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Alumnus Kyisha Williams Discusses How Motherhood Influences Their Filmmaking

“I feel like we, as mothers, deserve to prioritize ourselves. After all, prioritizing my education and my work ended up benefiting my kid at the end of the day…and it also teaches my kid that they can do anything they want to in life.”

 

For Film Production alumnus Kyisha Williams, the experience of motherhood is one that sparked a desire to pursue a more creatively fulfilling career path.

 

“I had my kid in 2018, and at that time, I was, like, ‘What do I love to do?’” said Williams, a Toronto-born writer, director and actor who was working as a health promoter at the time.

 

“I told myself, ‘If I have to work and spend time away from my kid, I want to be doing something with my days that I love.’ So, in 2020, I decided to start my Toronto Film School journey.”

 

What Williams didn’t know, however, was just how much inspiration they’d take from the experience of raising their child, nor how profound an impact motherhood would have on their work as a filmmaker.

 

 

Mothering in Quarantine

 

First in Williams’ cinematic examination of motherhood came Mothering in Quarantine – a deeply personal documentary short they directed during the beginning of their studies at Toronto Film School.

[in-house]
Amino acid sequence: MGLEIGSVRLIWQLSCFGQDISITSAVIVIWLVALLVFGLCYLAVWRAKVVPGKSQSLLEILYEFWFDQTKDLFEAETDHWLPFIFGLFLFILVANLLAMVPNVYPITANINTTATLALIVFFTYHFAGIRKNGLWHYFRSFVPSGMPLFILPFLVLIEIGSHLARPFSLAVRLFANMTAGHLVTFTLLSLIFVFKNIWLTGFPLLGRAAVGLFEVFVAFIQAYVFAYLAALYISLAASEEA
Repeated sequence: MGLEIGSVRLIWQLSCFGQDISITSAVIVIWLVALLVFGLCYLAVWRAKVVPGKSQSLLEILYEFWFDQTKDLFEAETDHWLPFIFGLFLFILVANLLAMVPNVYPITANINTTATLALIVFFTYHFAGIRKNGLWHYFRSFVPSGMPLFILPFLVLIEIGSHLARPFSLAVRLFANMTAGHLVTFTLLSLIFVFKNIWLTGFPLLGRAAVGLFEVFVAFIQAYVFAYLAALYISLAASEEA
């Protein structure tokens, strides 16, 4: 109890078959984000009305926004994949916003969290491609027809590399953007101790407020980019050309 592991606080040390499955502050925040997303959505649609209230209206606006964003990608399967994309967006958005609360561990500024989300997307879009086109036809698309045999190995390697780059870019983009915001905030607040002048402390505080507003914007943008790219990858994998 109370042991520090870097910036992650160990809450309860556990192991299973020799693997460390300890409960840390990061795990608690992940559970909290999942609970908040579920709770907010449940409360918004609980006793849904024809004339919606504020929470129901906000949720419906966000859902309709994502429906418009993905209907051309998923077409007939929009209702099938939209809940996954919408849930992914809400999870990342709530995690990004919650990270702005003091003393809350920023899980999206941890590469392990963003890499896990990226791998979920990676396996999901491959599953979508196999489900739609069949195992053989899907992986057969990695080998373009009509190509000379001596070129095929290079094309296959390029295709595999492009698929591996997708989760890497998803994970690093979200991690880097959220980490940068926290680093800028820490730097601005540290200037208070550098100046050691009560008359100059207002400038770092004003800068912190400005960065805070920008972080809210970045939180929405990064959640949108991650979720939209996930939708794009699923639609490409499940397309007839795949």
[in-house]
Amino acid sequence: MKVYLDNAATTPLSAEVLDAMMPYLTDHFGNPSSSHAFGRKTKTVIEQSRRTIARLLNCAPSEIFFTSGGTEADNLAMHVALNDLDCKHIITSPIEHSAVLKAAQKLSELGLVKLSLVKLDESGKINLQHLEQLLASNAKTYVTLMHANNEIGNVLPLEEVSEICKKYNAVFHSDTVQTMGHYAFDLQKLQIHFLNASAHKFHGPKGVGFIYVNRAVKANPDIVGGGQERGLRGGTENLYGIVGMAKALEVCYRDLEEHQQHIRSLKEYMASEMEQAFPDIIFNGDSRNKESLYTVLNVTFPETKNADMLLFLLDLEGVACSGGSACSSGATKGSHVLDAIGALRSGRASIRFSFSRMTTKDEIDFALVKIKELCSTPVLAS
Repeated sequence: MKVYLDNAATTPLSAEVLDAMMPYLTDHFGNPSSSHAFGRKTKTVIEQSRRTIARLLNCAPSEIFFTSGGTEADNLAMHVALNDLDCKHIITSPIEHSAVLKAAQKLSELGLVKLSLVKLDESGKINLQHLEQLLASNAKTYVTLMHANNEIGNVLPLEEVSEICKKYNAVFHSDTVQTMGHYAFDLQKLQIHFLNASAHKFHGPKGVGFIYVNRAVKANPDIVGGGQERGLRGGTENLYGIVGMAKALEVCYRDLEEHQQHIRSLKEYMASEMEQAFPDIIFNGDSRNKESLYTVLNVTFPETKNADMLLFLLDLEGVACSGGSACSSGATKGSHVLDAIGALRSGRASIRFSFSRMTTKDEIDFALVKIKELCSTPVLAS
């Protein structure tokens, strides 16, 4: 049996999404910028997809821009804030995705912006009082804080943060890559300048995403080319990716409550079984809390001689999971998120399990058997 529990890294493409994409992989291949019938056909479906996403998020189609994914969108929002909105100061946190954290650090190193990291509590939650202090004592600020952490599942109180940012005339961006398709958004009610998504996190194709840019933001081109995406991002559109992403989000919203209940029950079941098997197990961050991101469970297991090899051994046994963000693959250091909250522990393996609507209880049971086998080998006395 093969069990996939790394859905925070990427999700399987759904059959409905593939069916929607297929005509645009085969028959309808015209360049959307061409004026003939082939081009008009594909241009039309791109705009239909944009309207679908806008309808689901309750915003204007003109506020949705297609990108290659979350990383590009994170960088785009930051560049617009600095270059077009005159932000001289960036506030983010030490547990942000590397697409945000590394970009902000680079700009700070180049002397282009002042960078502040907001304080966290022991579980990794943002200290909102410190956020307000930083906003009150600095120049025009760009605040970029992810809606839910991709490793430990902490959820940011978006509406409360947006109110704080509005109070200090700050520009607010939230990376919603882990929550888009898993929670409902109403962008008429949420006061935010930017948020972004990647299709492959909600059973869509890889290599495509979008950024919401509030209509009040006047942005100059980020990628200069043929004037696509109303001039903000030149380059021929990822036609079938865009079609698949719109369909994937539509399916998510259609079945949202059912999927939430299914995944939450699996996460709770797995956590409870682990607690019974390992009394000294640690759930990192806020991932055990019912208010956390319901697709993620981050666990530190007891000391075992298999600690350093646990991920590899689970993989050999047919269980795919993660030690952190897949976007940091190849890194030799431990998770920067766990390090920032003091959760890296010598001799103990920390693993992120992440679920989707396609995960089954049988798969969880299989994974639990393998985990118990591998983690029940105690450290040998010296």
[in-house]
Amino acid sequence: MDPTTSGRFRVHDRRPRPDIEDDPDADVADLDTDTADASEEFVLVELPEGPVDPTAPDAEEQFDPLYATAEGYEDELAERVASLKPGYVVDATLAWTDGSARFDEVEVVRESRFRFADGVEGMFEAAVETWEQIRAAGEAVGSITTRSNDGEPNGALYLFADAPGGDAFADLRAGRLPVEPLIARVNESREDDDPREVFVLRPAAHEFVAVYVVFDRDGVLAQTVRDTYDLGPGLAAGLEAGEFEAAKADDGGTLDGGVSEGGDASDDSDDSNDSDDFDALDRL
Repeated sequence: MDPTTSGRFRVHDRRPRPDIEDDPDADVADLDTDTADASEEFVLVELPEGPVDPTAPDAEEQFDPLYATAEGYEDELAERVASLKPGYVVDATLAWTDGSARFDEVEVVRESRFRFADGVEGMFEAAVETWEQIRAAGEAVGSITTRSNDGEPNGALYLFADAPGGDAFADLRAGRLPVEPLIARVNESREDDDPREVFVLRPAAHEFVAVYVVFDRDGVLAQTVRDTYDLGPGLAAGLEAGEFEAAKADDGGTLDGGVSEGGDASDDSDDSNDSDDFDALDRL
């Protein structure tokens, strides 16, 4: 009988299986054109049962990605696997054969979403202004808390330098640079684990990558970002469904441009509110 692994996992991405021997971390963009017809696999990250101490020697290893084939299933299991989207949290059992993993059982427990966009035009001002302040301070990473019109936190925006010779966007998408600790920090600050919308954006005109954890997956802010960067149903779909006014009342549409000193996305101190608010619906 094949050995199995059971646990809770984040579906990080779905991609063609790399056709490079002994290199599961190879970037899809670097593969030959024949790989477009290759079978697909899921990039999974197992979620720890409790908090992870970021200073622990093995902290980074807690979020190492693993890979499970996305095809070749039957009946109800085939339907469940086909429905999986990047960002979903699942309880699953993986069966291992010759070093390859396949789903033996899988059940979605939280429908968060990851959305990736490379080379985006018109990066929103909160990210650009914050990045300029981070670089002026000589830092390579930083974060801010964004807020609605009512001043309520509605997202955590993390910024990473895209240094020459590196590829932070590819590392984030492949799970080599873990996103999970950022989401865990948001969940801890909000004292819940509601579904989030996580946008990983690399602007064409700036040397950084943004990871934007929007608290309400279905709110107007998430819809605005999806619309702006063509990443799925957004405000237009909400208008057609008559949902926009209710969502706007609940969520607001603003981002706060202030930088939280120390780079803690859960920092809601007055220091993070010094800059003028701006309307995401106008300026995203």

The film, which won the 2020 Toronto Film School Festival of Films award for Best Documentary, follows Williams and their two year old, as well as two other Black mothers and their children, as they all struggled to juggle the sometimes competing commitments of motherhood, society and wellness during the onset of the COVID-19 lockdowns.

 

“I think, at first, I was dealing with themes of motherhood a bit more shyly, but I feel like I kind of dove into representing motherhood in different ways in my projects as of late,” Williams said.

 

“I’m currently really interested in exploring the mother as a character more deeply and with more nuance, because I don’t think there are that many representations of mothers and motherhood that are overly complex out there.”

 

 

The Zoo

 

Lauded as a “brilliantly subtle, yet powerful drama exposing one of the most pressing and overlooked political issues of our time,” Williams drew on their past work experience as a health promoter to tackle the impact of incarceration on mother-child relationships in The Zoo.

 

The short narrative film, slated to premiere at the 2022 Toronto Film School Festival of Films on May 13, follows a mother named Magi as they attempt to repair their bond with their 12-year-old child, Kik, and partner, Anaelle, after two years of navigating the carceral system.

 

“Before film, I worked with closely with criminalized women – including trans women and non-binary folks – who are incarcerated or are at risk of incarceration, and I wanted to make sure those realities were reflected in the kinds of stories I was telling,” said Williams, who wrote and directed The Zoo as their TFS thesis film.